for Alto Saxophone and Piano
Sonata Machina is a reflection on our shared cultural fear of artificial intelligence. The first movement depicts a scientist's creative process as they work to build a computer that is truly self-aware. The form is meant to reflect the creative process. Ideas germinate, then grow in fits and starts, and eventually bloom into their final form in the recapitulation. As with many creative endeavors, the pieces fall into place quickly at the end, and the music rushes up with breathless anticipation.
In the second movement, the computer has been switched on. The nascent, mechanical mind's first act is to sing itself an uncanny, somewhat endearing little melody. Glimpses of the machine's potential power come through as the movement progresses and slowly dies away. The Turing Test is a fairly simple method for evaluating artificial intelligence. Proposed by Alan Turing, it requires that, in order for a computer to be truly intelligent, a human should be able to converse with it and not be able to distinguish it from another person. The third movement is how I imagine the results of such a test.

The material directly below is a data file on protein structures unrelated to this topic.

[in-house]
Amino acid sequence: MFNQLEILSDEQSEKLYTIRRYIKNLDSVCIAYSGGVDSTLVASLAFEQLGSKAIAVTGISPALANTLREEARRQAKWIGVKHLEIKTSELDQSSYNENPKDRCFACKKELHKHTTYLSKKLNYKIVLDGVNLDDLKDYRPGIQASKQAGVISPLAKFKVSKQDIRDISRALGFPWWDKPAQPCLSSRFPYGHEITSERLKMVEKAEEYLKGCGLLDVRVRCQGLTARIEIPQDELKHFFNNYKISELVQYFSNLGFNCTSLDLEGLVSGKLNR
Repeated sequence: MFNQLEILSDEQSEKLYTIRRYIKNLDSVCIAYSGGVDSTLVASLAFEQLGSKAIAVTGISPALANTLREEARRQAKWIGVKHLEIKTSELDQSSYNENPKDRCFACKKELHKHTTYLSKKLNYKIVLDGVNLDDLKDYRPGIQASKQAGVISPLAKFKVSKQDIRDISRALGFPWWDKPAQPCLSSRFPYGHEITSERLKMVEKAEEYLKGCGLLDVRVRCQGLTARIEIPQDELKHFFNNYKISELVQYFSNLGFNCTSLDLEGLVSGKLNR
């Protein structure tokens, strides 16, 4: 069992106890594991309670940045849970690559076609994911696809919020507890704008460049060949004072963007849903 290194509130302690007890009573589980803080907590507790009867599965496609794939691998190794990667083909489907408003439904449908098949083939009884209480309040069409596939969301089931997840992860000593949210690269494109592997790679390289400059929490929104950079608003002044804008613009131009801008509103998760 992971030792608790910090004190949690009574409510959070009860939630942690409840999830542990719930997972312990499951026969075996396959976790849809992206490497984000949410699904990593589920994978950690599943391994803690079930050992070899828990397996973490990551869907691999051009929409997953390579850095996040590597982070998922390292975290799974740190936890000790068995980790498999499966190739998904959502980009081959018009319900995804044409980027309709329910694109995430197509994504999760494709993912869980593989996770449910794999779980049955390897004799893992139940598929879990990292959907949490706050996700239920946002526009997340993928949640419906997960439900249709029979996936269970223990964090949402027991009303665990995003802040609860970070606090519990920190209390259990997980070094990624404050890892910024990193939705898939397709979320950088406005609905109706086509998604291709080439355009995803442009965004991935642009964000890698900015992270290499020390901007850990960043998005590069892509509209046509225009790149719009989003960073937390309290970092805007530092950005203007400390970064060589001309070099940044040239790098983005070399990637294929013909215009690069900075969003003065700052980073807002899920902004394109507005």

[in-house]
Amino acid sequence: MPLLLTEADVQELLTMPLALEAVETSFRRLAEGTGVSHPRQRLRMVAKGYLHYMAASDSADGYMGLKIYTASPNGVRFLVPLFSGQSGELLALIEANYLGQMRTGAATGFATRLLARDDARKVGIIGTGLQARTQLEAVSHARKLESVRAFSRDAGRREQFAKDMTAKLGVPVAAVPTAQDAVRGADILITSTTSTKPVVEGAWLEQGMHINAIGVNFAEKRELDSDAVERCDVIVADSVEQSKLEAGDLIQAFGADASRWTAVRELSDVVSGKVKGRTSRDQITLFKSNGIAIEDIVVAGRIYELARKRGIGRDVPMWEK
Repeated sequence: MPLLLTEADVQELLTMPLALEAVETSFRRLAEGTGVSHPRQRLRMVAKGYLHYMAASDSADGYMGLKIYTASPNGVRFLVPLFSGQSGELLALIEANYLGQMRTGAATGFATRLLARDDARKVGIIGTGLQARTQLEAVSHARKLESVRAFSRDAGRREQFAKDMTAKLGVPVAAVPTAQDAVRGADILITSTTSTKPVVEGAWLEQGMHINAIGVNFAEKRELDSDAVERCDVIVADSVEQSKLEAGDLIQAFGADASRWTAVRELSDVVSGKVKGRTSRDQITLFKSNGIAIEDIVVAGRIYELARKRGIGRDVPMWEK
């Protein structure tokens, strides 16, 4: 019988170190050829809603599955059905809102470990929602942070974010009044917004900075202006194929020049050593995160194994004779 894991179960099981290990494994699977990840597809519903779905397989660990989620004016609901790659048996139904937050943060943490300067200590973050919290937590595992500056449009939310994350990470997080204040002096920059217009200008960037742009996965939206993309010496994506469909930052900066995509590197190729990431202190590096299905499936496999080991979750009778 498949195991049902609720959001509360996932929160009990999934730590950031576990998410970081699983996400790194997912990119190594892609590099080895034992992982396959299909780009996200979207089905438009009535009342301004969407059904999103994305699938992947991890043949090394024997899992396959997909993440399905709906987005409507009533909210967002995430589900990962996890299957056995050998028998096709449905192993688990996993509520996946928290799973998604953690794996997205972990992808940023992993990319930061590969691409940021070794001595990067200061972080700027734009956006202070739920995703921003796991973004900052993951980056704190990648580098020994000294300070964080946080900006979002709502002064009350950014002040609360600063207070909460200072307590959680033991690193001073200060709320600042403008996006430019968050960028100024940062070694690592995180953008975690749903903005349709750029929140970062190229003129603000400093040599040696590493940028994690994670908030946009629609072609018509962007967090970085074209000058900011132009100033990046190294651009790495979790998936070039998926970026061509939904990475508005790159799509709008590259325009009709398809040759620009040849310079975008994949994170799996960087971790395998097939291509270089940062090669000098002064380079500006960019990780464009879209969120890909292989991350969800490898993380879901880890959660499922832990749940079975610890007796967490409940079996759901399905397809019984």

A virtuosic pianississimo passage delivered by the saxophone represents the computer's innards coming to life. The human themes from the sonata cut in, each time being rejected by the machine as it realizes the full extent of its power. By the end of the piece, the scientist has realized that the only solution is to unplug the computer. The innocent sounds of the second movement make a brief appearance as the machine pleads for its life, then silence.
Instrumentation:Alto Sax and Piano
Series:Music of Our Time
Year Composed: 2016
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